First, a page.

Corporate support has also grown since the early years of S.C.O.P.E. More and more, companies both in and out of the camp community are supporting S.C.O.P.E. fundraising events with sponsorships and by giving to its general "campership" fund.
In addition to support received from companies like Fleet Bank and PriceWaterhouseCoopers, camp vendors have become sponsors of S.C.O.P.E.'s Annual Dinner and Casino Night at the Tri-State Camping Conference. Companies like AMSkier Insurance, Camp America, KidsCamps, and Surfbike have been sponsors of this event.
The individual, foundation, and corporate support, along with the money raised at annual fundraisers, have translated into great success for S.C.O.P.E. over the past ten years. In its tenth summer, in 2001, 700 children were offered the opportunity to go to camp. For 2002, the goal is to send at least 1,000 children to camp.
How S.C.O.P.E. Works
Only residential, nonprofit camps that are accredited by the American Camping Association's New York, New Jersey, or Keystone Sections may participate in S.C.O.P.E. All S.C.O.P.E. camps commit to maintaining a high level of quality in facilities, programs, and staff and to the Accreditation Standards of the American Camping Association.
S.C.O.P.E. funds up to $500 for a two-week campership. Thirty-five camps received S.C.O.P.E. funds in 2001, with allocations ranging from $1,500 to over $30,000, depending on a camp's interest and capacity. While S.C.O.P.E. sets the guidelines for camper eligibility, each camp determines which children will be accepted into its program.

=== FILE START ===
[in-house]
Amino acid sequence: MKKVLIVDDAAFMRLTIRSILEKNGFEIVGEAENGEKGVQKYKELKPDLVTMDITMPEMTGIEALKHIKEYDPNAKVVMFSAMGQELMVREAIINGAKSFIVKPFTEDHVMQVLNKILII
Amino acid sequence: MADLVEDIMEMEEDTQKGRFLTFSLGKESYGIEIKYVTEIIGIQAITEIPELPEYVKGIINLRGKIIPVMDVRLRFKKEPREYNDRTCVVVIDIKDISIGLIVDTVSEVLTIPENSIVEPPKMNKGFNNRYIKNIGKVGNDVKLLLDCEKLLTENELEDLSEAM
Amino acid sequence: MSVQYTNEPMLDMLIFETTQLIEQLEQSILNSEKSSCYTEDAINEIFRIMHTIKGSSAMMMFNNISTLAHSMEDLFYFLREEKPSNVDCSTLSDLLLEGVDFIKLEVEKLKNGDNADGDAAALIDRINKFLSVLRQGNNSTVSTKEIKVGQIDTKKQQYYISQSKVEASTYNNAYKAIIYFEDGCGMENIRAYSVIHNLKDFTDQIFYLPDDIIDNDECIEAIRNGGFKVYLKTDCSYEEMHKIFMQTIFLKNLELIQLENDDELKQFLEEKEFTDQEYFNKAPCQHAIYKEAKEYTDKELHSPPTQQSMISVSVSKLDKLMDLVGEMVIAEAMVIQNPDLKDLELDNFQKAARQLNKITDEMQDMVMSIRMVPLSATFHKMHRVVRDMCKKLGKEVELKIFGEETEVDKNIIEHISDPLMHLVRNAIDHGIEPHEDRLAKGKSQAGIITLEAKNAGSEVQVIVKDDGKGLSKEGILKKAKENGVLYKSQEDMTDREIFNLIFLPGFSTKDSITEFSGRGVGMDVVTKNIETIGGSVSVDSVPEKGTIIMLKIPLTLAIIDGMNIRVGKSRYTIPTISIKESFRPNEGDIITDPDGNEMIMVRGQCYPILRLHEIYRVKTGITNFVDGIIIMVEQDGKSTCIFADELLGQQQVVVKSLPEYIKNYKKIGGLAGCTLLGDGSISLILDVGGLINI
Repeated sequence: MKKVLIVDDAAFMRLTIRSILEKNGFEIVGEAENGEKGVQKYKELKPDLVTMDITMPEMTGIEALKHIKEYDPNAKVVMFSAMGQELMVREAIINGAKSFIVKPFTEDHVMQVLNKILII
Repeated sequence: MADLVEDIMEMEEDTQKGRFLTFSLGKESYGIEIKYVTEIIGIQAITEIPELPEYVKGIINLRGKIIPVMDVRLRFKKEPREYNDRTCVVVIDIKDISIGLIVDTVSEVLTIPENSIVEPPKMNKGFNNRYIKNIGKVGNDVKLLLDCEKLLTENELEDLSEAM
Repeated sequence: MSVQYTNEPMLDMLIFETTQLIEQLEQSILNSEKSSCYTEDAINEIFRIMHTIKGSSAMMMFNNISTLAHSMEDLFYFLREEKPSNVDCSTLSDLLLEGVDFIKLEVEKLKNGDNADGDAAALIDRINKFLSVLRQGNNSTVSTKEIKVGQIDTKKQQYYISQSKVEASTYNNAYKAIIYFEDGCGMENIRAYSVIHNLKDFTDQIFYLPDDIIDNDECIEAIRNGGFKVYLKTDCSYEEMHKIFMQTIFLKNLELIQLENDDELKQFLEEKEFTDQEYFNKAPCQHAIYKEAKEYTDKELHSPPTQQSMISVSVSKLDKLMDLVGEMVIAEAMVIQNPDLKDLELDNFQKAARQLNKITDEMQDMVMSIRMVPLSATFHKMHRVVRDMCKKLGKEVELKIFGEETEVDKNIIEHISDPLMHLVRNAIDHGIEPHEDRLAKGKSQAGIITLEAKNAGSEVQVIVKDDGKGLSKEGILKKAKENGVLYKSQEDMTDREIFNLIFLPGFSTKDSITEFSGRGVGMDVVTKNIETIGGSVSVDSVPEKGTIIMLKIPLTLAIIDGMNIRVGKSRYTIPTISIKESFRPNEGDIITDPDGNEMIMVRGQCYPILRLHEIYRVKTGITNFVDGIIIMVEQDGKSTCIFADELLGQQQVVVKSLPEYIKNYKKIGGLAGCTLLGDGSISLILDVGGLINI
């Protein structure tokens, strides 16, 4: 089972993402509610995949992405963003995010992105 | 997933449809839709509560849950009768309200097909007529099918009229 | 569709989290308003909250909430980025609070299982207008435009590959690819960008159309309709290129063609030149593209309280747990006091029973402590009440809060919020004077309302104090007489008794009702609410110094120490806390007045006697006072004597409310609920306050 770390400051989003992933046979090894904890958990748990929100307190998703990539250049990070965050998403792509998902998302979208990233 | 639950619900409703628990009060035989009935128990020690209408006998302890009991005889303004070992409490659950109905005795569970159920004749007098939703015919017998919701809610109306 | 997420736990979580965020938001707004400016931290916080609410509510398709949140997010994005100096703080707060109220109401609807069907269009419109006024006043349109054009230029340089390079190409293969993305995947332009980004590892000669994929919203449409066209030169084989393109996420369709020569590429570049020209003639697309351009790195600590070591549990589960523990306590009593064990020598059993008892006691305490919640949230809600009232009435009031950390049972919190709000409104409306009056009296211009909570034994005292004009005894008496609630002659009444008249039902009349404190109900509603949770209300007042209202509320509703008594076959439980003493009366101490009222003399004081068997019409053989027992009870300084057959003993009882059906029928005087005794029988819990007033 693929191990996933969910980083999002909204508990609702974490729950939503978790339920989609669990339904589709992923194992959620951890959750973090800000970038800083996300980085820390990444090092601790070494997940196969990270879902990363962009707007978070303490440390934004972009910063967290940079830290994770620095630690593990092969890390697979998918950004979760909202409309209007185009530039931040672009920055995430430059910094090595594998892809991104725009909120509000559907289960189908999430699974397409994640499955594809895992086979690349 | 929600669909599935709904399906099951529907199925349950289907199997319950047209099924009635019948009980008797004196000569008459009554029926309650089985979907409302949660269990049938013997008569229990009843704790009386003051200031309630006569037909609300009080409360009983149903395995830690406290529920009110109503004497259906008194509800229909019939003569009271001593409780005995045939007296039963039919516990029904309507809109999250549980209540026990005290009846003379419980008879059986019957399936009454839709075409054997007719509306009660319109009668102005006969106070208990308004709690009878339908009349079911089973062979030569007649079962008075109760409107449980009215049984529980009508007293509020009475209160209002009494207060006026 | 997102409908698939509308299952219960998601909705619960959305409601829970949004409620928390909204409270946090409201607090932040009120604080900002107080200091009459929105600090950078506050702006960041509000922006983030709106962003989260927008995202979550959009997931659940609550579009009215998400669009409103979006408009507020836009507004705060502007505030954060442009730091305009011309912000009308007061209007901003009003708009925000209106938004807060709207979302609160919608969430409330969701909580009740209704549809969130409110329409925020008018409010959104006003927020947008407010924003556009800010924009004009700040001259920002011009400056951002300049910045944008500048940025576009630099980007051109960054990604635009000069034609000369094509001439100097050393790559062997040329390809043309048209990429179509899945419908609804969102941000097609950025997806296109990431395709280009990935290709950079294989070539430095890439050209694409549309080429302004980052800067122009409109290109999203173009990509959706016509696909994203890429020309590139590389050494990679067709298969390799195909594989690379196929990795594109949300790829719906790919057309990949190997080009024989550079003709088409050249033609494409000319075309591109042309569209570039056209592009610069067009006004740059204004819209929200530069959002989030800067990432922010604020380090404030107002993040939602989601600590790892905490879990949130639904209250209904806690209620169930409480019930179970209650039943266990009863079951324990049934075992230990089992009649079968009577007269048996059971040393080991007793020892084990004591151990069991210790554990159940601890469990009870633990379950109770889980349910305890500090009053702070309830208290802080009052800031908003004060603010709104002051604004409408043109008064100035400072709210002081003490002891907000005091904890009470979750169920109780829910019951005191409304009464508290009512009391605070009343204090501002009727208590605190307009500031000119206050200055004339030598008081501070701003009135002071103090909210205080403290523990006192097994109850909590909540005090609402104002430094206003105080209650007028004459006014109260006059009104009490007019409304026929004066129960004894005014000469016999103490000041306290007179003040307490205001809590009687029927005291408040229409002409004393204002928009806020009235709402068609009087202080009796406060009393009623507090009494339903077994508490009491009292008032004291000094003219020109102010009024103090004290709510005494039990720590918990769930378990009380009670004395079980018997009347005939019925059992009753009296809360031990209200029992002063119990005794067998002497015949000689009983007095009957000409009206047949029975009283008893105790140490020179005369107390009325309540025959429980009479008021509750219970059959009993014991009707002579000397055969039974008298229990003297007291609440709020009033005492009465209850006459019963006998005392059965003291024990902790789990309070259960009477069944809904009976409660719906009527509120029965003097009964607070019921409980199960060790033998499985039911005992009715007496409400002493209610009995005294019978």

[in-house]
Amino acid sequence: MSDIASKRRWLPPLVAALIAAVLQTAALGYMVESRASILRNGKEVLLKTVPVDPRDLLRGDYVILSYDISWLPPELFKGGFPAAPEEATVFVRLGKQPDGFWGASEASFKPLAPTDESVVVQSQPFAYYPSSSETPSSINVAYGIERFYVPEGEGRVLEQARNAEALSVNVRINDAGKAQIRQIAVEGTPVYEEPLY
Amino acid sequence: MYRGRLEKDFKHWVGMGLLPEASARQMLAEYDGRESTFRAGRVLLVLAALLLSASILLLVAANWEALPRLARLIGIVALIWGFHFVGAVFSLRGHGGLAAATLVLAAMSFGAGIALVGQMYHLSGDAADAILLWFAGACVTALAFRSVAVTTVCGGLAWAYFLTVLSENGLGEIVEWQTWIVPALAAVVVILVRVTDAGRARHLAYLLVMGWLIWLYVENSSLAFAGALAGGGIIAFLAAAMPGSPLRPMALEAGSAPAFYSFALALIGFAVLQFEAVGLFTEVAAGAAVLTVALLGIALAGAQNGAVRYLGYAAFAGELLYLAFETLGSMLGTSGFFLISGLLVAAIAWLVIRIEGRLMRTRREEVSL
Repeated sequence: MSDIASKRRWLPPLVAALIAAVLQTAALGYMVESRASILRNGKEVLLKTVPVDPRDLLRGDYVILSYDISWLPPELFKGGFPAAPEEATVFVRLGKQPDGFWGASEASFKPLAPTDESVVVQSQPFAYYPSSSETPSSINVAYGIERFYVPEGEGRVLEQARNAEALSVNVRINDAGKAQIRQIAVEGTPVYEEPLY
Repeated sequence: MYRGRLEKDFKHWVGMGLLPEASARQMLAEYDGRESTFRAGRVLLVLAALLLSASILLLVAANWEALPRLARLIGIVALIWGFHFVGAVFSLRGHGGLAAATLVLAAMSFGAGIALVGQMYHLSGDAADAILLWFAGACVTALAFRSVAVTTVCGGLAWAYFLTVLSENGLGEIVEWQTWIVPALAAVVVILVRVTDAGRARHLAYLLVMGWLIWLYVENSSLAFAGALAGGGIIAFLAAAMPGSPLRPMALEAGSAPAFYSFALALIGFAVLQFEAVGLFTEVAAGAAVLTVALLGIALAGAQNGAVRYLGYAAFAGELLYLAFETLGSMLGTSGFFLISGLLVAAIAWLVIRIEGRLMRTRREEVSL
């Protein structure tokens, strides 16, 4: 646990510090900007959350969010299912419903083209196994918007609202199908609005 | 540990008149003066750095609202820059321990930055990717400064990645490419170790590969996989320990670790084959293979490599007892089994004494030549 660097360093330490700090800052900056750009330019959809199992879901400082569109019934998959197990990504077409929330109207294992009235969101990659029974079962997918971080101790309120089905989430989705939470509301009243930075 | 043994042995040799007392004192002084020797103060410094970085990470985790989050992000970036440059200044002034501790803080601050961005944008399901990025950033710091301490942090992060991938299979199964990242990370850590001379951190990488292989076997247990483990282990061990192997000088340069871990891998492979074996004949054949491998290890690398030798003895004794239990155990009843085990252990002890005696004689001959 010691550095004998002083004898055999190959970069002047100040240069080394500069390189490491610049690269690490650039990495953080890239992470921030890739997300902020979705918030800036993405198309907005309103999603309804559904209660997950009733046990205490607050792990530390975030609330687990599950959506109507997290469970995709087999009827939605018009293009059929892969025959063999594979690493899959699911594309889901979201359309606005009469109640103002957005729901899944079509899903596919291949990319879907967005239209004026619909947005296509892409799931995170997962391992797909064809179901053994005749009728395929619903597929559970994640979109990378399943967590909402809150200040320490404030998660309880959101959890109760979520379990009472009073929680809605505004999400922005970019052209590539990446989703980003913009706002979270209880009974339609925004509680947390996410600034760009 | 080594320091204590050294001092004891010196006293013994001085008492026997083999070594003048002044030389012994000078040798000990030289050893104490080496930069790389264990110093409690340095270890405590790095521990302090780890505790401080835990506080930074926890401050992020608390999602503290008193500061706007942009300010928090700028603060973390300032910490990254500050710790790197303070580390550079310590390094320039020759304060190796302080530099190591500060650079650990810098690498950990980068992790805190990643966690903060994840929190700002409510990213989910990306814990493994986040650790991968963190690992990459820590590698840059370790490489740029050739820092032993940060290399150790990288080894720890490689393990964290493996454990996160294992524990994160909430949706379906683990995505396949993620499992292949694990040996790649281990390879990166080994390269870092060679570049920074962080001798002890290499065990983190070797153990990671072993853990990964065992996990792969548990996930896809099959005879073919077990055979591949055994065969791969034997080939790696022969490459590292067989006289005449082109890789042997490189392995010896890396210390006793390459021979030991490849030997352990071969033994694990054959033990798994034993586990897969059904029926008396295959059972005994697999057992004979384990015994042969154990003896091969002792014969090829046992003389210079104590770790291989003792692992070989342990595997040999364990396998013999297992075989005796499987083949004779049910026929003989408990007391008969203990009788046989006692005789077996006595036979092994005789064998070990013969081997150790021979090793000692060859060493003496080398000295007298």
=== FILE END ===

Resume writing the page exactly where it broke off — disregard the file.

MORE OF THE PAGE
The children served by S.C.O.P.E. are economically disadvantaged children whose families cannot afford to provide them with a summer camp experience. S.C.O.P.E. affords these children the opportunity to leave the boredom, pollution, and potential dangers of a city summer and instead experience a supervised, caring community surrounded by positive adult role models.
In order to participate in S.C.O.P.E., potential campers must complete an application to the desired camp that includes a personal history and an assessment of the family's income level. Eligibility for campers is based upon a number of criteria including financial income, age, enrollment in school, and willingness to comply with camp rules. Every child participating in S.C.O.P.E. has a signed application from a parent or guardian verifying the information.
While all S.C.O.P.E. campers meet the same eligibility requirements, each child brings to camp his or her own unique, and often, compelling story. Camp lets children return home with new friends, new skills, and new stories about their special time at camp.
Brandy just celebrated seven years at camp. She started camp on a S.C.O.P.E. campership in 1995, following the death of her brother who was murdered. Brandy had difficulty adjusting to camp, and her behavior reflected her inability to cope with the tragic loss of her brother. She fought often with bunkmates and counselors and was hard to control. The staff worked closely with her that first summer, and was surprised to learn that Brandy wanted desperately to return to camp the following summer. Though reluctant, the camp director agreed to her return, and Brandy's application has been the first to arrive every year since. Last summer, she became a Counselor-in-Training, serving as a wonderful role model for the other campers. Next summer, Brandy plans to return as a counselor. A staff member had this to say about Brandy: